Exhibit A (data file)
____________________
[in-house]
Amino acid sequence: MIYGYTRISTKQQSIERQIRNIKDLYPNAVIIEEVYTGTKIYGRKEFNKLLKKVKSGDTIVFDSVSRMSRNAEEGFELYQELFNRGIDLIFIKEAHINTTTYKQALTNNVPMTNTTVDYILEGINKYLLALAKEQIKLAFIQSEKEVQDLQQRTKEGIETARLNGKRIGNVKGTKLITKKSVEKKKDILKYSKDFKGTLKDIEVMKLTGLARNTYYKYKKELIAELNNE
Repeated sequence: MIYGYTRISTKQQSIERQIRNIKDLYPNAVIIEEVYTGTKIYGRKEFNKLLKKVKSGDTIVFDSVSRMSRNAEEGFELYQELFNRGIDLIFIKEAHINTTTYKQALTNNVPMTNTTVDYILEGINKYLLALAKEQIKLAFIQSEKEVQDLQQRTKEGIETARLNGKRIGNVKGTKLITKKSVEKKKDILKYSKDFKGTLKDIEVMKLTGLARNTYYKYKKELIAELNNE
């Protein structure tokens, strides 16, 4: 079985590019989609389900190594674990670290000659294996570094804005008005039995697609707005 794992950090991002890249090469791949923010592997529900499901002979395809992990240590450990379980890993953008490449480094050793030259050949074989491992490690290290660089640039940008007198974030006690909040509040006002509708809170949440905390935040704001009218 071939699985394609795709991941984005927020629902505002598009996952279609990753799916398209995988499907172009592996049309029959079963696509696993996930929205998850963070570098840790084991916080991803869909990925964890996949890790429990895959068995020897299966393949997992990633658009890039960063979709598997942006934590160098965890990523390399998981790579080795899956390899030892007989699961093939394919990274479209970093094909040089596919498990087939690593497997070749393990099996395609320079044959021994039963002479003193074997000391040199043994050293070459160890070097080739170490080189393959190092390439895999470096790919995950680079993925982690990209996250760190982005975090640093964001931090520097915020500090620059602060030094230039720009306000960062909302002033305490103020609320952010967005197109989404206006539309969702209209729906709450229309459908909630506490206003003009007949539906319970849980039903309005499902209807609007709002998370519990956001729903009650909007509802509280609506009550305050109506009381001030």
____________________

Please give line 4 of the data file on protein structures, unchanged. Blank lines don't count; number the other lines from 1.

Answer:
């Protein structure tokens, strides 16, 4: 079985590019989609389900190594674990670290000659294996570094804005008005039995697609707005 794992950090991002890249090469791949923010592997529900499901002979395809992990240590450990379980890993953008490449480094050793030259050949074989491992490690290290660089640039940008007198974030006690909040509040006002509708809170949440905390935040704001009218 071939699985394609795709991941984005927020629902505002598009996952279609990753799916398209995988499907172009592996049309029959079963696509696993996930929205998850963070570098840790084991916080991803869909990925964890996949890790429990895959068995020897299966393949997992990633658009890039960063979709598997942006934590160098965890990523390399998981790579080795899956390899030892007989699961093939394919990274479209970093094909040089596919498990087939690593497997070749393990099996395609320079044959021994039963002479003193074997000391040199043994050293070459160890070097080739170490080189393959190092390439895999470096790919995950680079993925982690990209996250760190982005975090640093964001931090520097915020500090620059602060030094230039720009306000960062909302002033305490103020609320952010967005197109989404206006539309969702209209729906709450229309459908909630506490206003003009007949539906319970849980039903309005499902209807609007709002998370519990956001729903009650909007509802509280609506009550305050109506009381001030």